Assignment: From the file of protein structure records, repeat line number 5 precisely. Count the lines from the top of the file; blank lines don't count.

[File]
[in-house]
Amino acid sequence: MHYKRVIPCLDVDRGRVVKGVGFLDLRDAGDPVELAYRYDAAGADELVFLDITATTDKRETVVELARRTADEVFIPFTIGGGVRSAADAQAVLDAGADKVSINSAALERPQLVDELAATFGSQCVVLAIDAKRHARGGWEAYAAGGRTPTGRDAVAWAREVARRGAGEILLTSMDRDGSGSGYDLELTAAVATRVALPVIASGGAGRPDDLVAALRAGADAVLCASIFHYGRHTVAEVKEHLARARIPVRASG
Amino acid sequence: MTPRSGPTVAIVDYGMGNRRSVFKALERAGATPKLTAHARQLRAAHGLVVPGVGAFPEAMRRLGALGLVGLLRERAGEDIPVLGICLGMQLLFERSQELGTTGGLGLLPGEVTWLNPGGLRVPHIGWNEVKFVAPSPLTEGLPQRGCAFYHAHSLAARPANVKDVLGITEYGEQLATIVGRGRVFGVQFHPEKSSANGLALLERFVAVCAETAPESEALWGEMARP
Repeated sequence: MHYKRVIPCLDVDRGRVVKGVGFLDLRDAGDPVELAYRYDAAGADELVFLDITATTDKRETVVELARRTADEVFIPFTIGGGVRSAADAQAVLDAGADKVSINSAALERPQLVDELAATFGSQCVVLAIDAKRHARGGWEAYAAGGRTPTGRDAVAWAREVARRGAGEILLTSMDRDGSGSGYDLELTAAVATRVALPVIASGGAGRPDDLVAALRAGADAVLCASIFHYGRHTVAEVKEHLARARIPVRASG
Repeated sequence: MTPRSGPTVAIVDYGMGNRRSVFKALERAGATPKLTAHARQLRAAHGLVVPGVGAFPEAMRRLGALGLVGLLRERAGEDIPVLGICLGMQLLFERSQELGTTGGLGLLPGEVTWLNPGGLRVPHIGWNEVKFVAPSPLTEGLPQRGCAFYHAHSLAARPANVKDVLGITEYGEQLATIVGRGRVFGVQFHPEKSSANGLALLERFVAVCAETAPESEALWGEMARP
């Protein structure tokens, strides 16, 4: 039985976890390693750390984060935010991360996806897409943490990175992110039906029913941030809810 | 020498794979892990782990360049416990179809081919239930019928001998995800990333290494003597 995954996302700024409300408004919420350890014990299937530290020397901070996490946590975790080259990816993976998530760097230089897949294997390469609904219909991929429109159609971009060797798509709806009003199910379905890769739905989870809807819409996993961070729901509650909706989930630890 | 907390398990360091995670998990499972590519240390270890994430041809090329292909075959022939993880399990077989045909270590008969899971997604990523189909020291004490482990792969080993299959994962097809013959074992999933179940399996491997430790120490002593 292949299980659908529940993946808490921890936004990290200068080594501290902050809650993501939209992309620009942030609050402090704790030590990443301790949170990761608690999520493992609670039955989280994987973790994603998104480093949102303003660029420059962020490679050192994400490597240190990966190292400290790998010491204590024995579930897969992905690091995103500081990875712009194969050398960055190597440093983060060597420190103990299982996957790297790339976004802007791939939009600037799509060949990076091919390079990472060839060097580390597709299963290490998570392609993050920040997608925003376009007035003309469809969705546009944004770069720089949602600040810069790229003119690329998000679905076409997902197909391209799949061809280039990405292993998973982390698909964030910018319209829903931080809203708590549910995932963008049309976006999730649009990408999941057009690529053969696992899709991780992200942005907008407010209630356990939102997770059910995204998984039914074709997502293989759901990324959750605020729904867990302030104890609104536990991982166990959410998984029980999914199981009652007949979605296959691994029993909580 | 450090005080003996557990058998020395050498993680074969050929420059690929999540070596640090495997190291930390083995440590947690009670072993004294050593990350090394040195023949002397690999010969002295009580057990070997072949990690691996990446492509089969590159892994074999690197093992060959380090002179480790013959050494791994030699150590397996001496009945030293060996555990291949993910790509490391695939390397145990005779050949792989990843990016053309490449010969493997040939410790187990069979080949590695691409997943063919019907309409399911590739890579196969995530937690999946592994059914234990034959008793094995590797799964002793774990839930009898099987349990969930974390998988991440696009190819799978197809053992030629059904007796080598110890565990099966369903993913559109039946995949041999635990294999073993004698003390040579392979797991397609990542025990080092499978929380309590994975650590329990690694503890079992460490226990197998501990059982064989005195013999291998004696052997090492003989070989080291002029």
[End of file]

Repeated sequence: MTPRSGPTVAIVDYGMGNRRSVFKALERAGATPKLTAHARQLRAAHGLVVPGVGAFPEAMRRLGALGLVGLLRERAGEDIPVLGICLGMQLLFERSQELGTTGGLGLLPGEVTWLNPGGLRVPHIGWNEVKFVAPSPLTEGLPQRGCAFYHAHSLAARPANVKDVLGITEYGEQLATIVGRGRVFGVQFHPEKSSANGLALLERFVAVCAETAPESEALWGEMARP